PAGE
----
Colorado Companies to Watch 2019: The Techies
This state is beaming with innovative tech companies
When AirDNA launched four years ago, no other company was using data to provide insights about short-term rentals. AirDNA stepped into that void and now offers data and market insights to support the short-term rental industry, hoteliers, government organizations, real estate investors and vacation rental managers.
The company’s MarketMinder software, launched in 2017, has allowed nearly 120,000 users to explore the performance of specific neighborhoods and vacation rental properties to understand trends and outperform their competition in more than 80,000 cities worldwide.
The company values — be hungry, be happy, be honest — are reflected in the way AirDNA team members interact with each other and how they build their product.
“Our team is hungry to innovate and build technology that’s entirely new to the short-term rental space,” founder and CEO Scott Shatford says. “This company value has helped us attract and retain top data scientists and engineers who are excited to tackle difficult, interesting challenges that no other company is taking on.”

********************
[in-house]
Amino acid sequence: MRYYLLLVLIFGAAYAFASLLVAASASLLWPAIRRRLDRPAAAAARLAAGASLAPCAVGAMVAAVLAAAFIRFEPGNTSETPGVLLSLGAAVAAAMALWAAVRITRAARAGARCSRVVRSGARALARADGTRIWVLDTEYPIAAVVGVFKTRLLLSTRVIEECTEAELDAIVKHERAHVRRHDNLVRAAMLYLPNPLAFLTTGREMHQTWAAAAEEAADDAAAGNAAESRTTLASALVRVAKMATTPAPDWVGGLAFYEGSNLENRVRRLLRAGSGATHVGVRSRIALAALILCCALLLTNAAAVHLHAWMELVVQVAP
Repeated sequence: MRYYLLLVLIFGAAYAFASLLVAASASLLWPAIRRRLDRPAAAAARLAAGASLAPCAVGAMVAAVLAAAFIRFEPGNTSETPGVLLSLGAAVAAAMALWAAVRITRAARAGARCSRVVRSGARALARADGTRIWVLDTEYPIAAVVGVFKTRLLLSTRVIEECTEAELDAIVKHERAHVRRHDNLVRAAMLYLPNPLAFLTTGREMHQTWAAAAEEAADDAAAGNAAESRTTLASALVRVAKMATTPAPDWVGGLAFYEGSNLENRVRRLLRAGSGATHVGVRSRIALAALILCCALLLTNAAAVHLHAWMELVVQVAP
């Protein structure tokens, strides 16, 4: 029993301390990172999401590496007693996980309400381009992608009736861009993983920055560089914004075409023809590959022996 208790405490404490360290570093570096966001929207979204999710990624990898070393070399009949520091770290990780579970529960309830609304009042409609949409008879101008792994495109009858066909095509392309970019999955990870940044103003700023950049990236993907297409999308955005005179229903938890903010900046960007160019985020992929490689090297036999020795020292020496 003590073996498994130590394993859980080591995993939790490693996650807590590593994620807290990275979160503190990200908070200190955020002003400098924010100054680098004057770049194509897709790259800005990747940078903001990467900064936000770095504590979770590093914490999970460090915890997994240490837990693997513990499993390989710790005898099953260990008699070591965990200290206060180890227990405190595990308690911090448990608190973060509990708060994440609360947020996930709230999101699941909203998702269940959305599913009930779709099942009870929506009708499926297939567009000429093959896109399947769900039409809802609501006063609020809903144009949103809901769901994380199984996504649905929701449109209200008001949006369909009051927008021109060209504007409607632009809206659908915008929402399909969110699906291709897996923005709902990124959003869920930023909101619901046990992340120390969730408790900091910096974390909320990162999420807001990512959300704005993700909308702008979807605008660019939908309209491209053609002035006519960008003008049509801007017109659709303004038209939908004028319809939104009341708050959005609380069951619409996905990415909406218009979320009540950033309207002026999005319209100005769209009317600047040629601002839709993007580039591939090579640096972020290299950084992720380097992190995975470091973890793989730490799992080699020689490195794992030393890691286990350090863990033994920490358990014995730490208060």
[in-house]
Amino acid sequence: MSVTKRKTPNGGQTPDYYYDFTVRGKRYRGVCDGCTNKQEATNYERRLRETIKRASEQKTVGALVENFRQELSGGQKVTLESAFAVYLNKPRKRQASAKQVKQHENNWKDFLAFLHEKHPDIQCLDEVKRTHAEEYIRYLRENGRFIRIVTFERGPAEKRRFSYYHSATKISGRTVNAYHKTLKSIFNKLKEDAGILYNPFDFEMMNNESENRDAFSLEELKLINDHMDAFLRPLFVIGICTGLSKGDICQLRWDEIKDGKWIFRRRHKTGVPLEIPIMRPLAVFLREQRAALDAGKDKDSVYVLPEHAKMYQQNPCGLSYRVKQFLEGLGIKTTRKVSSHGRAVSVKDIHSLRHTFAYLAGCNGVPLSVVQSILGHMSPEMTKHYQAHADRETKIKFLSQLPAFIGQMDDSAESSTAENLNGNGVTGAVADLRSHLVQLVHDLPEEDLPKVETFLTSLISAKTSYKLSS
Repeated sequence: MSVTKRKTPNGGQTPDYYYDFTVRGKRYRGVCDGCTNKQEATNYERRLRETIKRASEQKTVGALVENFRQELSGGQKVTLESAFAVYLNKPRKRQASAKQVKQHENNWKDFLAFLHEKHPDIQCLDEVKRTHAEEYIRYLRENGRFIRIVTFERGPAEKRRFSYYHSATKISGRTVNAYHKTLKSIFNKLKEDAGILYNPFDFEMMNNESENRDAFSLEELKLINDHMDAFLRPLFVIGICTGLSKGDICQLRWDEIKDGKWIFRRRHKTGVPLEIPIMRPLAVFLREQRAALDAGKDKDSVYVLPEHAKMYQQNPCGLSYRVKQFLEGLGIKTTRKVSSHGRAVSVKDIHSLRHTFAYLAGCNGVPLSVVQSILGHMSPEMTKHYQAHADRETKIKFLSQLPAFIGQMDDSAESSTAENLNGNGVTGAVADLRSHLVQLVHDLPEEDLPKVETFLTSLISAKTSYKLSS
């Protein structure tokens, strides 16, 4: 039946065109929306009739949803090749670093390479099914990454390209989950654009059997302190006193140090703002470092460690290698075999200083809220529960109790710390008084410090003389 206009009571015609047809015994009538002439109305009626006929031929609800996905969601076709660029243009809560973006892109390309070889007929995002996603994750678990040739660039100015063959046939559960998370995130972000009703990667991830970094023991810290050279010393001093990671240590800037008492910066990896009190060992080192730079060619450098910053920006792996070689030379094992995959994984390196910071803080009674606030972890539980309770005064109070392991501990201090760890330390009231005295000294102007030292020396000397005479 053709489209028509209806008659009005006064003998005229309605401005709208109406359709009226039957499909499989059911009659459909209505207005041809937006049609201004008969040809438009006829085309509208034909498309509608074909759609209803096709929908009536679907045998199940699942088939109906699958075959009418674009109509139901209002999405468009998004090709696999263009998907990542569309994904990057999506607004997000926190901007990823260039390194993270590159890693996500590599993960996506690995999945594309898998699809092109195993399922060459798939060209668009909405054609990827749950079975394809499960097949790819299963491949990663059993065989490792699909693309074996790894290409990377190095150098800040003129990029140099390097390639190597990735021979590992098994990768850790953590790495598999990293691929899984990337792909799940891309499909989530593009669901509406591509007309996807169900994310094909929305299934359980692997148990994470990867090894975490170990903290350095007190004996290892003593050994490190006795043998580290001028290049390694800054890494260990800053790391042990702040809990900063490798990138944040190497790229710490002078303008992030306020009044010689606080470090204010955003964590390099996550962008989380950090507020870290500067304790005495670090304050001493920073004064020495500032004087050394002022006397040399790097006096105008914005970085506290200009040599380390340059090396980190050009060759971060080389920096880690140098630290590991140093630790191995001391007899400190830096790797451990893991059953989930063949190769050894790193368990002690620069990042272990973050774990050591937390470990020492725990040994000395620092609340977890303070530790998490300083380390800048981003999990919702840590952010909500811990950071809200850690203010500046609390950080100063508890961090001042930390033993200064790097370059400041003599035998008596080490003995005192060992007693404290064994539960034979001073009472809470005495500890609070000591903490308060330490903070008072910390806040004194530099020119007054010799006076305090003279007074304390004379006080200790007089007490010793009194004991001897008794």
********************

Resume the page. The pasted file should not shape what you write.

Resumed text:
Happiness comes from balancing work and personal life by allowing employees to work remotely when they need to. Honesty is key between employees and in the presentation of AirDNA data, Shatford says.
“In everything we do, we aim to be as honest as possible with what we’re presenting so that customers and the industry at large are always getting accurate, reliable insights about the short-term rental market.”
Founded in 2000, Dataman helps streamline organizations and increase efficiency through a variety of technical innovations.
“Our team has an ability to see business through a technology lens and provide an objective perspective that helps our clients achieve the greatest potential with their IT resources and investments,” the company says on its website.
Dataman fosters a close, family-based work culture, and founder-CEO Nidhi Saxena directly mentors her team. Employees feel free to walk into her office to express opinions and offer solutions, resulting in high loyalty and low turnover.